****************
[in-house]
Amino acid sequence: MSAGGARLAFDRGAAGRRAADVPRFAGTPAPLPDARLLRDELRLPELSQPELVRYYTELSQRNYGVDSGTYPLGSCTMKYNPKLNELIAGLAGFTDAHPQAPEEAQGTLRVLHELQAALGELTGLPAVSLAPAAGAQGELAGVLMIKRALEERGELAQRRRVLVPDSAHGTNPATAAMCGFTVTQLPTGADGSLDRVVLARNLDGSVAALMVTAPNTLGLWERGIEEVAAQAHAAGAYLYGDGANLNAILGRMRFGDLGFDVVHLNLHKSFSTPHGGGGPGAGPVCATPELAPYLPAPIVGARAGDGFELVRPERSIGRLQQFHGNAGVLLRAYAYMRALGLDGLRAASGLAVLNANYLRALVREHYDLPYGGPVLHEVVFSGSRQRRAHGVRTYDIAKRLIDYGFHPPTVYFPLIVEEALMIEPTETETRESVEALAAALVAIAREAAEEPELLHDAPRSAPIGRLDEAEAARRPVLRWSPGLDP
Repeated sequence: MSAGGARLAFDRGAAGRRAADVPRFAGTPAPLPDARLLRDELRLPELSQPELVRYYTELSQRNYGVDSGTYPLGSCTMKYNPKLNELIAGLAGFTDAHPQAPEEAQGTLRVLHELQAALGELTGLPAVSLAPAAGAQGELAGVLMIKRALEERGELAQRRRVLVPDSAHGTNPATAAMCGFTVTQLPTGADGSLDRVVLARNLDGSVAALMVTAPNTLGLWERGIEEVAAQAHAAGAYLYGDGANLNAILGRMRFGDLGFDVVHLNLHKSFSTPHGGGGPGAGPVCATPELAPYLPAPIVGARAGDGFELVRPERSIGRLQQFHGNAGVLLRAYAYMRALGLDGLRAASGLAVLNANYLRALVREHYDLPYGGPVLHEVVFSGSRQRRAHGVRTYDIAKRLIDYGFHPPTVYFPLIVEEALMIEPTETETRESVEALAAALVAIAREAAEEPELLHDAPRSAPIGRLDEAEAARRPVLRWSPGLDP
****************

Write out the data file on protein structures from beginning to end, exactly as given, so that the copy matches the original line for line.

[in-house]
Amino acid sequence: MSAGGARLAFDRGAAGRRAADVPRFAGTPAPLPDARLLRDELRLPELSQPELVRYYTELSQRNYGVDSGTYPLGSCTMKYNPKLNELIAGLAGFTDAHPQAPEEAQGTLRVLHELQAALGELTGLPAVSLAPAAGAQGELAGVLMIKRALEERGELAQRRRVLVPDSAHGTNPATAAMCGFTVTQLPTGADGSLDRVVLARNLDGSVAALMVTAPNTLGLWERGIEEVAAQAHAAGAYLYGDGANLNAILGRMRFGDLGFDVVHLNLHKSFSTPHGGGGPGAGPVCATPELAPYLPAPIVGARAGDGFELVRPERSIGRLQQFHGNAGVLLRAYAYMRALGLDGLRAASGLAVLNANYLRALVREHYDLPYGGPVLHEVVFSGSRQRRAHGVRTYDIAKRLIDYGFHPPTVYFPLIVEEALMIEPTETETRESVEALAAALVAIAREAAEEPELLHDAPRSAPIGRLDEAEAARRPVLRWSPGLDP
Repeated sequence: MSAGGARLAFDRGAAGRRAADVPRFAGTPAPLPDARLLRDELRLPELSQPELVRYYTELSQRNYGVDSGTYPLGSCTMKYNPKLNELIAGLAGFTDAHPQAPEEAQGTLRVLHELQAALGELTGLPAVSLAPAAGAQGELAGVLMIKRALEERGELAQRRRVLVPDSAHGTNPATAAMCGFTVTQLPTGADGSLDRVVLARNLDGSVAALMVTAPNTLGLWERGIEEVAAQAHAAGAYLYGDGANLNAILGRMRFGDLGFDVVHLNLHKSFSTPHGGGGPGAGPVCATPELAPYLPAPIVGARAGDGFELVRPERSIGRLQQFHGNAGVLLRAYAYMRALGLDGLRAASGLAVLNANYLRALVREHYDLPYGGPVLHEVVFSGSRQRRAHGVRTYDIAKRLIDYGFHPPTVYFPLIVEEALMIEPTETETRESVEALAAALVAIAREAAEEPELLHDAPRSAPIGRLDEAEAARRPVLRWSPGLDP